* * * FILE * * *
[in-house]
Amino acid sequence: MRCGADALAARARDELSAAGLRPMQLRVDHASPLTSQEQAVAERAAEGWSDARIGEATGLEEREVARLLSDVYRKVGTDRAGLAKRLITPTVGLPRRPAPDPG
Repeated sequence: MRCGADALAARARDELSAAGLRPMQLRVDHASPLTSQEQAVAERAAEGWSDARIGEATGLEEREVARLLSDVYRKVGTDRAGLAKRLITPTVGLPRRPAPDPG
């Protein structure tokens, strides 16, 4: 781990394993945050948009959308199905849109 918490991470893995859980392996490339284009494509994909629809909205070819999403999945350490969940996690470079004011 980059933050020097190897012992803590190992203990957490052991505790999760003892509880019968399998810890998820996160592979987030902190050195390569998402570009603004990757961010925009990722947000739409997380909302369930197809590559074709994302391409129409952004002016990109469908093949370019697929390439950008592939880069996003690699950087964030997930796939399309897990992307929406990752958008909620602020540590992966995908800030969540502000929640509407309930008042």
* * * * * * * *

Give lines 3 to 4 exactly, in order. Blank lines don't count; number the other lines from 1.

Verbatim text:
Repeated sequence: MRCGADALAARARDELSAAGLRPMQLRVDHASPLTSQEQAVAERAAEGWSDARIGEATGLEEREVARLLSDVYRKVGTDRAGLAKRLITPTVGLPRRPAPDPG
């Protein structure tokens, strides 16, 4: 781990394993945050948009959308199905849109 918490991470893995859980392996490339284009494509994909629809909205070819999403999945350490969940996690470079004011 980059933050020097190897012992803590190992203990957490052991505790999760003892509880019968399998810890998820996160592979987030902190050195390569998402570009603004990757961010925009990722947000739409997380909302369930197809590559074709994302391409129409952004002016990109469908093949370019697929390439950008592939880069996003690699950087964030997930796939399309897990992307929406990752958008909620602020540590992966995908800030969540502000929640509407309930008042």